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  Housing Starts Rose 4.4% in December
Posted Under: Data Watch • Home Starts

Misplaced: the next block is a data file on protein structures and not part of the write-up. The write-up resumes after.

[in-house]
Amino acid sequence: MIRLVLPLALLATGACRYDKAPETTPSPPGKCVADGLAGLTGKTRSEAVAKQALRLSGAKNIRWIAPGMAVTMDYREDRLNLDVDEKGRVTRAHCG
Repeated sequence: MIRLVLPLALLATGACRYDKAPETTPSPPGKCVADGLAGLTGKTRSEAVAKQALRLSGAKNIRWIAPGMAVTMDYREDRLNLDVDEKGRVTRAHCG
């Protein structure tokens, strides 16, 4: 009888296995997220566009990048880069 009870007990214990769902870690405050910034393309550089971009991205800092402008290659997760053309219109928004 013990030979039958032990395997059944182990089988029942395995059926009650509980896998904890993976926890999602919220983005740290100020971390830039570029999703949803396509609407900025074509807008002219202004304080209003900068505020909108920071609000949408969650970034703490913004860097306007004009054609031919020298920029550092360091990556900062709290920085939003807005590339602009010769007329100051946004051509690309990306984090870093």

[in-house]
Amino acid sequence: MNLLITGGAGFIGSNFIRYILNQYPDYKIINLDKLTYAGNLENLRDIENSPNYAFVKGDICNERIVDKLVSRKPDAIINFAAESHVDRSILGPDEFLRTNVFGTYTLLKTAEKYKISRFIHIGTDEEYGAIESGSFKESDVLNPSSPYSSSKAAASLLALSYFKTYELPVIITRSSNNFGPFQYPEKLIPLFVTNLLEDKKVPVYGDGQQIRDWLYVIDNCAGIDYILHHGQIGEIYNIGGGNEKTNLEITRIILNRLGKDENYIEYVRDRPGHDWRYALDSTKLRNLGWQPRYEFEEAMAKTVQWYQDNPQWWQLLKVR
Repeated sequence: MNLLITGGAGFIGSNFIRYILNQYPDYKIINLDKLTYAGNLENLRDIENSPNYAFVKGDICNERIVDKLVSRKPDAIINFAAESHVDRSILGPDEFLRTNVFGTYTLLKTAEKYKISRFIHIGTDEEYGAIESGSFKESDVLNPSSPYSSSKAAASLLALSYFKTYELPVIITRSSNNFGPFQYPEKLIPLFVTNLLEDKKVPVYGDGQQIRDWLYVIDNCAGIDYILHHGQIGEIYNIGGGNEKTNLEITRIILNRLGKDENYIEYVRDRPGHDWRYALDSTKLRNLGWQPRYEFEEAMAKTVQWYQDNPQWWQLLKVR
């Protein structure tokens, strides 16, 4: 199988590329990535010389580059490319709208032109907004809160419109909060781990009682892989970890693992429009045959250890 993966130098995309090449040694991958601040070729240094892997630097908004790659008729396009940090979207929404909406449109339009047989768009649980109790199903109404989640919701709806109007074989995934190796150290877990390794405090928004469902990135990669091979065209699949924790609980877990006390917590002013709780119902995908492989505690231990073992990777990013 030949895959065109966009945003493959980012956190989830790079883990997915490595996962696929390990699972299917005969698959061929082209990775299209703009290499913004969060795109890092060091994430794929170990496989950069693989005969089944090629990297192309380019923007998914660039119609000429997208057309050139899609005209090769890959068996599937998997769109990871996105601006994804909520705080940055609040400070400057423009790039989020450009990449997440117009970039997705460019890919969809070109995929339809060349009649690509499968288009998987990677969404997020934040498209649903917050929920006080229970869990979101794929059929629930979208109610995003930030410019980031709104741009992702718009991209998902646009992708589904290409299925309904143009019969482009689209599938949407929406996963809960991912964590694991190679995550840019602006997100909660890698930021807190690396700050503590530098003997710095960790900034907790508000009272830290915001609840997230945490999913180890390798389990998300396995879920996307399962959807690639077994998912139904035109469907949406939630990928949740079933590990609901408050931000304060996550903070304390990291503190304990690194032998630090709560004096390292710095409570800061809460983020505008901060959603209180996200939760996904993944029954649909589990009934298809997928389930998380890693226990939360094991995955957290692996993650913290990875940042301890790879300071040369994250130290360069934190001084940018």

Implications: Home building continues to pick up steam and the recovery still has much further to go. Housing starts rose 4.4% in December, easily beating what the consensus expected, and has shown annualized growth exceeding one million units for a fourth straight month. Overall, more homes were started in 2014 than any year since 2007. The best news in the report was that the gain in December was all due to single-family units, which generate more real GDP per unit than multi-family homes, like apartments. Even the negative news in the report had a silver lining. Building permits fell 1.9% in December, but all of the drop was due to multi-family units, which are very volatile from month to month; permits to build single-family homes hit the highest level since 2008. Until recently, the recovery in home building had been dominated by multi-family units. As a result, the number of multi-family units still under construction is now the highest since 1987, when the last wave of baby Boomers had recently graduated college and filled up apartment buildings. But today's data adds to the evidence that the recovery in single-family housing is starting to catch up. Over the past two years, multi-family starts have been roughly unchanged while single-family starts are up 18.4%. Multi-family permits are down 9.9% from a year ago, while single-family permits are up 8.1%. The underlying trend in housing clearly remains upward and we expect that to continue. No wonder residential construction jobs are up 132,100 in the past year. Based on population growth and "scrappage," housing starts should rise to about 1.5 million units per year over the next couple of years. In other recent housing news, yesterday, the NAHB index, which measures confidence among home builders, declined to 57 in January from 58 in December. Readings greater than 50 mean more respondents said conditions were good rather than poor. Given the pick-up in construction, look for sales numbers to pick up as well in the year ahead.

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